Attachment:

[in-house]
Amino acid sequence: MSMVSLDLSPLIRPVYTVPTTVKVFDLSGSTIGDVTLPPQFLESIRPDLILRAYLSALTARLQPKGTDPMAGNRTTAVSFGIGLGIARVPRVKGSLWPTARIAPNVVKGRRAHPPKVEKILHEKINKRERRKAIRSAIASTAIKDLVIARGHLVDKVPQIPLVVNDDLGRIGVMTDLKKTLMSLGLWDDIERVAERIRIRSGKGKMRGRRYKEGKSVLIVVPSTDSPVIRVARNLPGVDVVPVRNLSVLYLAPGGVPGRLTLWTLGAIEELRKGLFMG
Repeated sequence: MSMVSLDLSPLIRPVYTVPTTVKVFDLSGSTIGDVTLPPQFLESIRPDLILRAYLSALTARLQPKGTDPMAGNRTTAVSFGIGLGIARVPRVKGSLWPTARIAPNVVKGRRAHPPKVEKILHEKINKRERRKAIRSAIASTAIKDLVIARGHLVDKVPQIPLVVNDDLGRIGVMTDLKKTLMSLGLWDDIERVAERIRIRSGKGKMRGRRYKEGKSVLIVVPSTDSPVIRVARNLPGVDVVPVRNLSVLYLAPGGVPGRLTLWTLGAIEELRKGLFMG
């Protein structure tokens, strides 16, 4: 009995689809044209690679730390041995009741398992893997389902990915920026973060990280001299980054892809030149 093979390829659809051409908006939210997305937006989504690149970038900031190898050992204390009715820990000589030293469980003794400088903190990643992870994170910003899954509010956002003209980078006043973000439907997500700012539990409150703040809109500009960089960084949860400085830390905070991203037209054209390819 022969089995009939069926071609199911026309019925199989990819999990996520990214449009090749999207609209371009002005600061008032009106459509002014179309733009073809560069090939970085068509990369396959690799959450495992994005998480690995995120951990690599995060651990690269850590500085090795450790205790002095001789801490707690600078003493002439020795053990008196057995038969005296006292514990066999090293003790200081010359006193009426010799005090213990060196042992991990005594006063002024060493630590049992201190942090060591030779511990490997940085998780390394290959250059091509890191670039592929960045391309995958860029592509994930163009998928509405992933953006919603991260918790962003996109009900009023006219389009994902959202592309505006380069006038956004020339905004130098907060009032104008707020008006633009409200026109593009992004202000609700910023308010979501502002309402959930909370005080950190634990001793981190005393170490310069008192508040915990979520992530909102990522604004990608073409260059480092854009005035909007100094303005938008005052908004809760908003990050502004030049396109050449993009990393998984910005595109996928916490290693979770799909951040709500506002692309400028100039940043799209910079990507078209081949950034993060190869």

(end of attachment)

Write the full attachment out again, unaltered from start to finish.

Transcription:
[in-house]
Amino acid sequence: MSMVSLDLSPLIRPVYTVPTTVKVFDLSGSTIGDVTLPPQFLESIRPDLILRAYLSALTARLQPKGTDPMAGNRTTAVSFGIGLGIARVPRVKGSLWPTARIAPNVVKGRRAHPPKVEKILHEKINKRERRKAIRSAIASTAIKDLVIARGHLVDKVPQIPLVVNDDLGRIGVMTDLKKTLMSLGLWDDIERVAERIRIRSGKGKMRGRRYKEGKSVLIVVPSTDSPVIRVARNLPGVDVVPVRNLSVLYLAPGGVPGRLTLWTLGAIEELRKGLFMG
Repeated sequence: MSMVSLDLSPLIRPVYTVPTTVKVFDLSGSTIGDVTLPPQFLESIRPDLILRAYLSALTARLQPKGTDPMAGNRTTAVSFGIGLGIARVPRVKGSLWPTARIAPNVVKGRRAHPPKVEKILHEKINKRERRKAIRSAIASTAIKDLVIARGHLVDKVPQIPLVVNDDLGRIGVMTDLKKTLMSLGLWDDIERVAERIRIRSGKGKMRGRRYKEGKSVLIVVPSTDSPVIRVARNLPGVDVVPVRNLSVLYLAPGGVPGRLTLWTLGAIEELRKGLFMG
């Protein structure tokens, strides 16, 4: 009995689809044209690679730390041995009741398992893997389902990915920026973060990280001299980054892809030149 093979390829659809051409908006939210997305937006989504690149970038900031190898050992204390009715820990000589030293469980003794400088903190990643992870994170910003899954509010956002003209980078006043973000439907997500700012539990409150703040809109500009960089960084949860400085830390905070991203037209054209390819 022969089995009939069926071609199911026309019925199989990819999990996520990214449009090749999207609209371009002005600061008032009106459509002014179309733009073809560069090939970085068509990369396959690799959450495992994005998480690995995120951990690599995060651990690269850590500085090795450790205790002095001789801490707690600078003493002439020795053990008196057995038969005296006292514990066999090293003790200081010359006193009426010799005090213990060196042992991990005594006063002024060493630590049992201190942090060591030779511990490997940085998780390394290959250059091509890191670039592929960045391309995958860029592509994930163009998928509405992933953006919603991260918790962003996109009900009023006219389009994902959202592309505006380069006038956004020339905004130098907060009032104008707020008006633009409200026109593009992004202000609700910023308010979501502002309402959930909370005080950190634990001793981190005393170490310069008192508040915990979520992530909102990522604004990608073409260059480092854009005035909007100094303005938008005052908004809760908003990050502004030049396109050449993009990393998984910005595109996928916490290693979770799909951040709500506002692309400028100039940043799209910079990507078209081949950034993060190869």